The extreme pressure gradient between the center and the outer portion of the tornado
How does the Fujita tornado intensity scale classify tornados?
classifies tornadoes according to their path of destruction, wind speed, and duration
How does the Fujita scale range?
The scale ranges from F0, which is characterized by winds of up to 118 km/h, to the violent F5, which can pack winds of more than 500 km/h
* most tornadoes don't exceed the F1 category
When do tornadoes usually form?
Most tornadoes form in the spring during the late afternoon and evening, when the temperature contrasts between polar air and tropical air are the greatest
Where is the tornado valley?
extends from northern Texas through Oklahoma, Kansas, and Missouri
Who issues tornado watches and warnings before a tornado actually strikes?
National Weather Service
What is a Tropical Cyclone?
large, rotating, low-pressure storms that form over water during summer and fall in the tropics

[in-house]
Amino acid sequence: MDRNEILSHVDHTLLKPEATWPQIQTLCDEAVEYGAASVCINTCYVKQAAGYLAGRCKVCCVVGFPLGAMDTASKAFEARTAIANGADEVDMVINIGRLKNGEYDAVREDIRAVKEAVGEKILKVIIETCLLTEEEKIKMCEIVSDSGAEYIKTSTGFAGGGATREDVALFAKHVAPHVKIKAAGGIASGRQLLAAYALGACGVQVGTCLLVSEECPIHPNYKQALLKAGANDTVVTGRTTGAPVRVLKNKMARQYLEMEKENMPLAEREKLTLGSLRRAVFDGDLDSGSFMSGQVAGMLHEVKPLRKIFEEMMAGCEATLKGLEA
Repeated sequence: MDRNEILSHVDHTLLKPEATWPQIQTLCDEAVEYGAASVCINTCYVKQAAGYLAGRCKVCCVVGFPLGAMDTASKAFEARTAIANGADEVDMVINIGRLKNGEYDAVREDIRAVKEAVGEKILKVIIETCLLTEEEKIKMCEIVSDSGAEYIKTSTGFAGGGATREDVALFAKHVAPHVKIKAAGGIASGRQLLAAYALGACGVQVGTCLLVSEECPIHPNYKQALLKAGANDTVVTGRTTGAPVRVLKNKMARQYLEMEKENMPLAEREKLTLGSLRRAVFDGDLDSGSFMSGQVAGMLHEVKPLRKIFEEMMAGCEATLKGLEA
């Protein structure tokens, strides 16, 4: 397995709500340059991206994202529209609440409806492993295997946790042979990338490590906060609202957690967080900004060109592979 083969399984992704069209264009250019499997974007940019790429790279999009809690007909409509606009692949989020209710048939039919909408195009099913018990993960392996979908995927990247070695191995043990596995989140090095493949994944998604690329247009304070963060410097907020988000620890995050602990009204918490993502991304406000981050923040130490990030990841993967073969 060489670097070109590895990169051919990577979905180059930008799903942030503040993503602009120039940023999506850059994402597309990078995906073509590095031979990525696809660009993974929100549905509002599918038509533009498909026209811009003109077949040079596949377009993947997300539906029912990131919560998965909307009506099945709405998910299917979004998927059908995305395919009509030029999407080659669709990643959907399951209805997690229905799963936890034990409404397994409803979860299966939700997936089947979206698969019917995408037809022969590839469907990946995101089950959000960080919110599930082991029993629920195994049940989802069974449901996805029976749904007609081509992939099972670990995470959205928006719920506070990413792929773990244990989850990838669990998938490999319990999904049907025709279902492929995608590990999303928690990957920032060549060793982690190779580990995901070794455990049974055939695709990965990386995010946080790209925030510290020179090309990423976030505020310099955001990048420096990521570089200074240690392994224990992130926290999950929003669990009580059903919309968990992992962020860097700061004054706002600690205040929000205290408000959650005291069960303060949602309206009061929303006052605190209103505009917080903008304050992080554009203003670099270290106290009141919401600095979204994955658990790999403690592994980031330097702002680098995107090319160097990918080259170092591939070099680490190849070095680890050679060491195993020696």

* also known as hurricanes
What do tropical cyclones thrive on?
tremendous amount of energy in warm, tropical oceans
How does a tropical cyclone form?
1. latent heat from ocean is evaporated and released when the air begins to rise and water vapor is condensed
2.rising air creates are low pressure over ocean
3.cyclonic rotation of a tropical cyclone begins as warm air moves toward the low-pressure center to replace the air that has risen
4.as air rises the rotation speeds up as energy is released through condensation
5.the cyclone will continue as long as it has warm air to feed off of
What is required for a tropical cyclone to form?
-An abundant supply of very warm ocean water
-Some sort of disturbance to lift warm air and keep it rising
* usually happen in late summer and early fall b/c oceans contain most amount of stored energy
How do cyclones move?
-according to the wind currents that steer them
-in the deep tropic they are caught up in subtropical high-pressure systems that are usually present
What tropical wave?
* beginning formation of cyclone
* only small amount become hurricanes
What tropical depression?